Last Monday I kicked off Memorial Day by running a brand new race to me – the Ringing in Hope 10k. Although running races put on by Potomac River Running, a DC area running store, is far from new for me, I’d never previously run this race, or in the neighborhood where the race was held. This race initially appealed to me since I was in search of a late Spring/early Summer 10k race to run, with the hope of PRing so that I could earn a new proof of time to submit to runDisney for November’s Wine and Dine Half Marathon (the proof of time deadline is at the beginning of August). Then when I looked a bit more into this race, and discovered that the proceeds from this race benefit combat veterans and their families, the race appealed to me even more. As a veteran’s wife and member of Team RWB, I’m always looking for ways to help give back to veterans and their families.
The race started and finished at One Loudoun, which is a town center area in Ashburn, Virginia. It was an easy 25 minute drive from our house, and I was excited to not only run a race in a new area but also bring Preston and little man along with me.
Race morning started off with the 5k at 8 a.m., followed by the 10k ten minutes later. It was exciting to cheer the 5k runners on before I lined up at the start line for my own race. Prior to the race I had studied the course map, and was aware that each turn of the race course took runners to the right, until the last quarter mile or so of the race. I also knew that this course had rolling hills. Knowing both of those things, I felt well prepared to successfully run this race.
For all of my long runs of this past half marathon training cycle, I used run-walk intervals of 4 minutes 15 seconds of running followed by 45 seconds of walking. Since this race was my last long training run before ZOOMA Annapolis, I decided to start the race off with those intervals. Since I felt great during the first two miles, I decided after passing the mile two marker to change my intervals to 4:30 of running followed by 30 seconds of walking. As I continued on for the next three miles, I still felt great. None of the small hills got the best of me, and I did my best on the small downhills to not run too quickly. Since I felt as great as I did and knew that I was pushing myself for a PR, I decided for the last mile to cut my walk interval down to only 15 seconds. I had never done this before, and I know that you should never try anything new on race day, but I thought, why the heck not. Since I was trying to push myself as fast as I could, I thought it was worth a shot. And in the end it paid off.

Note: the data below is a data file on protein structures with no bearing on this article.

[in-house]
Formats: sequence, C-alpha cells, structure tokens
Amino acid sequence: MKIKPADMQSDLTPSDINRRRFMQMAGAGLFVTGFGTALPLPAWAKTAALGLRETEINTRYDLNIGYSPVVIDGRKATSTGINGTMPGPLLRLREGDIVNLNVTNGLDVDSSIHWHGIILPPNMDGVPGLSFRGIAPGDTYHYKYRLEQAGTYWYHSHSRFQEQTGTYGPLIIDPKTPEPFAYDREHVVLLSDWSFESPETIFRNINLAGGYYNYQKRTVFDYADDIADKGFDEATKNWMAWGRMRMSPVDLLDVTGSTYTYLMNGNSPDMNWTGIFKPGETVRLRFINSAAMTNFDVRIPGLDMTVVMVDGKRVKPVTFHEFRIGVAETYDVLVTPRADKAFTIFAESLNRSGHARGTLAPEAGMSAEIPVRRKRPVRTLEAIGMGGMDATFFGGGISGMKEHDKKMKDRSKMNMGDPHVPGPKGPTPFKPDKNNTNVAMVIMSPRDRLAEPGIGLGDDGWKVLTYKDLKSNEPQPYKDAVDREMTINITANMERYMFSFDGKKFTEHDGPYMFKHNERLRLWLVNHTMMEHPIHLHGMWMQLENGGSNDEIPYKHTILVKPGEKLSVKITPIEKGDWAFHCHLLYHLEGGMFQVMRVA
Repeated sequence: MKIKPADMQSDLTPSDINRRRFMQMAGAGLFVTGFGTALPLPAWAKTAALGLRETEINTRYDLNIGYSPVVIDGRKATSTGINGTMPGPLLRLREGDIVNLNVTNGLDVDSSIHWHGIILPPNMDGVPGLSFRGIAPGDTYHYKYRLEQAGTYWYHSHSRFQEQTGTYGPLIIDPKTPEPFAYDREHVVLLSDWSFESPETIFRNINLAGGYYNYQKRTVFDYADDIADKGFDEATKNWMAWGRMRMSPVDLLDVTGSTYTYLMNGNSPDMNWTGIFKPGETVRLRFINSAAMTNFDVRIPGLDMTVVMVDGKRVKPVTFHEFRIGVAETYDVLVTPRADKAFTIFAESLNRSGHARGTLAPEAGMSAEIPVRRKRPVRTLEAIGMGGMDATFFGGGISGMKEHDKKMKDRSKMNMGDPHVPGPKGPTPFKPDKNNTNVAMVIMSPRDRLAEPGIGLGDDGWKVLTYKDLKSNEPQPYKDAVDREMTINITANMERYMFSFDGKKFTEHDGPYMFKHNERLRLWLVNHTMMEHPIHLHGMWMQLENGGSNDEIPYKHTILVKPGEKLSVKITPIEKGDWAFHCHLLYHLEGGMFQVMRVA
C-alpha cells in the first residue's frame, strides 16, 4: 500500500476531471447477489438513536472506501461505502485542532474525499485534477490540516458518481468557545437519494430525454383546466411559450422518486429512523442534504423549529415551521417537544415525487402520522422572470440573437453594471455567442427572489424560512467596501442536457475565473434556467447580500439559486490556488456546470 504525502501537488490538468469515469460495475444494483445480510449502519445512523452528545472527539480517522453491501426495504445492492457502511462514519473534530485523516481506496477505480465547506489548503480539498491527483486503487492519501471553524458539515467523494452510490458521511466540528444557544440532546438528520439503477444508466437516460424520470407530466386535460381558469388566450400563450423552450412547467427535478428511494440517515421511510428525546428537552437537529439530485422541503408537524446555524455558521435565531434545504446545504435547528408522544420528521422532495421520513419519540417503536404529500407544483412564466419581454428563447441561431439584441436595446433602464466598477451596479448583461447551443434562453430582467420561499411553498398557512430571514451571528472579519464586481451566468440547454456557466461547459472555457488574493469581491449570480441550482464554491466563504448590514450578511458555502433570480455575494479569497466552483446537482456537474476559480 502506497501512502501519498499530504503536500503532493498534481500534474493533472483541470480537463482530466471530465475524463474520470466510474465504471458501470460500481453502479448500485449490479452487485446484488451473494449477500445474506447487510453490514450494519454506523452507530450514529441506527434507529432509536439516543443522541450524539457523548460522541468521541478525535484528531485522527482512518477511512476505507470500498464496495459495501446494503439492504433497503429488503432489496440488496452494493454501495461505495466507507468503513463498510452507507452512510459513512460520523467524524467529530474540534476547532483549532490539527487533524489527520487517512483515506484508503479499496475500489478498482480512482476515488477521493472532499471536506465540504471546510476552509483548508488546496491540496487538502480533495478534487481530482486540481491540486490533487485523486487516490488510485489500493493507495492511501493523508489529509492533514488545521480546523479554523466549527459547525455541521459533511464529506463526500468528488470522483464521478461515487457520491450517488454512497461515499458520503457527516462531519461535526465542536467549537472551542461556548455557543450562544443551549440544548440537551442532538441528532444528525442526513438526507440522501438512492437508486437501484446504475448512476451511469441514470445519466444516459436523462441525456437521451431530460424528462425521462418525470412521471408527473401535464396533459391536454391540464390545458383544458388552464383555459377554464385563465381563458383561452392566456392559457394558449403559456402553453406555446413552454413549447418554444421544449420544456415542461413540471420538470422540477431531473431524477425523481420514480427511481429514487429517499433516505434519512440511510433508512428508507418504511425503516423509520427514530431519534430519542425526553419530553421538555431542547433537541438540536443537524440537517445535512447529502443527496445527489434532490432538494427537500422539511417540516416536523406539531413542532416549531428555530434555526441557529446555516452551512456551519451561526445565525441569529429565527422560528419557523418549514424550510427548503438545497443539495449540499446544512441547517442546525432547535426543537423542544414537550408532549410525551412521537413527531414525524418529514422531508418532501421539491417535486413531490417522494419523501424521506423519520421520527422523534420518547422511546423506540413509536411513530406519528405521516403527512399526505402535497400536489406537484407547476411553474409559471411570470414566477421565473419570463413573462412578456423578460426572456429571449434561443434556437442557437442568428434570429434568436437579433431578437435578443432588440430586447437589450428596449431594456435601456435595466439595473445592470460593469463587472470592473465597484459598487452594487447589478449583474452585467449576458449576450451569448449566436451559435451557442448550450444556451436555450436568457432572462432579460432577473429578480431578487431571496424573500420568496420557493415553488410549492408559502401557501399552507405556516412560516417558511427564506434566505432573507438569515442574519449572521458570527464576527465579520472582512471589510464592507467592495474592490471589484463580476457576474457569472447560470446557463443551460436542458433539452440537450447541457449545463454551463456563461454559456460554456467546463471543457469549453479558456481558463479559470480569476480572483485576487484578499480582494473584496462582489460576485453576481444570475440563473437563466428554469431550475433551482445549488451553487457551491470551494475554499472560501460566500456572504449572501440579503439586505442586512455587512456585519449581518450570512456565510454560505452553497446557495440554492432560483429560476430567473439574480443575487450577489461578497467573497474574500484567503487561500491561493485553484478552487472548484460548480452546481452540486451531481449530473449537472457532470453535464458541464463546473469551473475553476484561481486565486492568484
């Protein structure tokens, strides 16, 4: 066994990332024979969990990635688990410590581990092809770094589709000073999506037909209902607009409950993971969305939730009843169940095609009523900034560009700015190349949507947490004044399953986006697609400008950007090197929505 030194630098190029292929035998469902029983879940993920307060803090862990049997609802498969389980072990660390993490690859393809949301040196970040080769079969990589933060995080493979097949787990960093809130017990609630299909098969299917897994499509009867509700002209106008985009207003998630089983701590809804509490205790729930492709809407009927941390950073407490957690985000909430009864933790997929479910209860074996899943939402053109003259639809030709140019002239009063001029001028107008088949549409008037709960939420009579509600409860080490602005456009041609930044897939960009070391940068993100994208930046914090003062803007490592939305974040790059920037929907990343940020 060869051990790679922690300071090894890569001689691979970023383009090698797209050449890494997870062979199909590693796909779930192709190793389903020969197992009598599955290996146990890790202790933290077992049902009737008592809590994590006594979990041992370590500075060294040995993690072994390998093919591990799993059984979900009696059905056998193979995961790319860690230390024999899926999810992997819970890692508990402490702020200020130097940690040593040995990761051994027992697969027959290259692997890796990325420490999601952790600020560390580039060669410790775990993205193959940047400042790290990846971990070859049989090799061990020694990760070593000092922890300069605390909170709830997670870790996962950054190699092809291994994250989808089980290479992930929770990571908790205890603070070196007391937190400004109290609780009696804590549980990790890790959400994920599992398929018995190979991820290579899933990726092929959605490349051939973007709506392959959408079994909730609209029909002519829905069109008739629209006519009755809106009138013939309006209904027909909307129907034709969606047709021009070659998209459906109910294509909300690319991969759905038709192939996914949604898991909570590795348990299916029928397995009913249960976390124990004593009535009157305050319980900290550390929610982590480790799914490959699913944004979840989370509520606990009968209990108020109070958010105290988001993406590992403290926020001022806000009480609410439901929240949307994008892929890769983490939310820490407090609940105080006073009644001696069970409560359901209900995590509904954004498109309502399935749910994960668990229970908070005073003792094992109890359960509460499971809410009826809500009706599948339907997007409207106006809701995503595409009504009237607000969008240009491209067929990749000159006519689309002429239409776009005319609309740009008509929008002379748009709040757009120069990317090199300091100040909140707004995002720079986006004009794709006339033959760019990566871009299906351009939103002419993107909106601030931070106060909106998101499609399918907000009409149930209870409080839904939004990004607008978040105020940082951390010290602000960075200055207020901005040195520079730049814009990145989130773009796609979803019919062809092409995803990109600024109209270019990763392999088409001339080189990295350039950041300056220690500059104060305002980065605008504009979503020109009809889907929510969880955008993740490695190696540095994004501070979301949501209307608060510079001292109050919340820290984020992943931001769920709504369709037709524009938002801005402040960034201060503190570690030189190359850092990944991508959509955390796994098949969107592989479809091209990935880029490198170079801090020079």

As I made my way back towards the town center, with just over a quarter mile in the race, I started to push my speed as fast as I could. By the time I made it to the finish line, I felt like I was sprinting. I saw one of the race photographers, and though I usually try to smile for race pictures, I was so focused and determined to get across the finish line that I felt like I couldn’t waste any energy by smiling.
I crossed the finish line at 1:01:01, which was a 55 second PR. While 55 seconds doesn’t seem like much, it dropped my average 10k PR pace from 9:59 to 9:50, which is significant when it comes to submitting these race results as my new proof of time for November’s half marathon.
Immediately after crossing the finish line I met back up with Preston and little man. Since I knew that I had PRed, I suggested that we wait around a bit to see the official results. While we waited for them to be posted, I grabbed water, a banana, and a granola bar. Like at other Potomac River Running events, there was more than enough food and water to go around for everybody. Firehouse Subs was one of the race sponsors, and was even handing out subs to runners to enjoy. Although I wasn’t hungry enough to eat a sub, Preston was more than happy to enjoy one for me.
All in all, it was another great race experience with Potomac River Running. I cannot speak highly enough about this race series. If you live in the DC area, I highly recommend checking their races out.
QOTD: Do you prefer local races or larger, well known races?